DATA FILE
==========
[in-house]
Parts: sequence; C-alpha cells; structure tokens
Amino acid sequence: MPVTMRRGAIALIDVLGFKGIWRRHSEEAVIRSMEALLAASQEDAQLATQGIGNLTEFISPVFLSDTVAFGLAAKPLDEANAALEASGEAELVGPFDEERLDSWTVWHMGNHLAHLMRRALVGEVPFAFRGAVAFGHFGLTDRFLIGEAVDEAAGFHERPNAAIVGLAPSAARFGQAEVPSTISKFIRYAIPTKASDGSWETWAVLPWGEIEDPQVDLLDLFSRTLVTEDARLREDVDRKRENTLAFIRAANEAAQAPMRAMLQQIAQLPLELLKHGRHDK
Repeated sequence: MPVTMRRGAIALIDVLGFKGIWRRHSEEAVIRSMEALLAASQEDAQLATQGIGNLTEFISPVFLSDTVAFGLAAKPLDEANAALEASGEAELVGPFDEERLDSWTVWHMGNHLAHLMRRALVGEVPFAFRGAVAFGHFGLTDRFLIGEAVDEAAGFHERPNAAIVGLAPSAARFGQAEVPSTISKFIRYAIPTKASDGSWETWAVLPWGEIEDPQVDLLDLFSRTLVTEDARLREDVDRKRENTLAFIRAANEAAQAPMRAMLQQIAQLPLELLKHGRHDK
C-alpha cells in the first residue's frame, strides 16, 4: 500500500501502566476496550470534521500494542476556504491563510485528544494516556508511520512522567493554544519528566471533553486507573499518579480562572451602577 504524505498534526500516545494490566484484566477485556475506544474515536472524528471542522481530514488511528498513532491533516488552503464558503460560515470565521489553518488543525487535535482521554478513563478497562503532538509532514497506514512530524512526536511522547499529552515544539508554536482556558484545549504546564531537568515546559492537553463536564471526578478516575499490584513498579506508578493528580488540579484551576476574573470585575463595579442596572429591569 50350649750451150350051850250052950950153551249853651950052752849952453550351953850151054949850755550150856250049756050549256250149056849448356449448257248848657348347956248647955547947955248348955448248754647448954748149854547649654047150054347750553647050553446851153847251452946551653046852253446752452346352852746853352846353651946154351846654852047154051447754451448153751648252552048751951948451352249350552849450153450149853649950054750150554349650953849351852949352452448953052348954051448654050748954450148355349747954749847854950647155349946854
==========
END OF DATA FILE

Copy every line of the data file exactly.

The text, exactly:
[in-house]
Parts: sequence; C-alpha cells; structure tokens
Amino acid sequence: MPVTMRRGAIALIDVLGFKGIWRRHSEEAVIRSMEALLAASQEDAQLATQGIGNLTEFISPVFLSDTVAFGLAAKPLDEANAALEASGEAELVGPFDEERLDSWTVWHMGNHLAHLMRRALVGEVPFAFRGAVAFGHFGLTDRFLIGEAVDEAAGFHERPNAAIVGLAPSAARFGQAEVPSTISKFIRYAIPTKASDGSWETWAVLPWGEIEDPQVDLLDLFSRTLVTEDARLREDVDRKRENTLAFIRAANEAAQAPMRAMLQQIAQLPLELLKHGRHDK
Repeated sequence: MPVTMRRGAIALIDVLGFKGIWRRHSEEAVIRSMEALLAASQEDAQLATQGIGNLTEFISPVFLSDTVAFGLAAKPLDEANAALEASGEAELVGPFDEERLDSWTVWHMGNHLAHLMRRALVGEVPFAFRGAVAFGHFGLTDRFLIGEAVDEAAGFHERPNAAIVGLAPSAARFGQAEVPSTISKFIRYAIPTKASDGSWETWAVLPWGEIEDPQVDLLDLFSRTLVTEDARLREDVDRKRENTLAFIRAANEAAQAPMRAMLQQIAQLPLELLKHGRHDK
C-alpha cells in the first residue's frame, strides 16, 4: 500500500501502566476496550470534521500494542476556504491563510485528544494516556508511520512522567493554544519528566471533553486507573499518579480562572451602577 504524505498534526500516545494490566484484566477485556475506544474515536472524528471542522481530514488511528498513532491533516488552503464558503460560515470565521489553518488543525487535535482521554478513563478497562503532538509532514497506514512530524512526536511522547499529552515544539508554536482556558484545549504546564531537568515546559492537553463536564471526578478516575499490584513498579506508578493528580488540579484551576476574573470585575463595579442596572429591569 50350649750451150350051850250052950950153551249853651950052752849952453550351953850151054949850755550150856250049756050549256250149056849448356449448257248848657348347956248647955547947955248348955448248754647448954748149854547649654047150054347750553647050553446851153847251452946551653046852253446752452346352852746853352846353651946154351846654852047154051447754451448153751648252552048751951948451352249350552849450153450149853649950054750150554349650953849351852949352452448953052348954051448654050748954450148355349747954749847854950647155349946854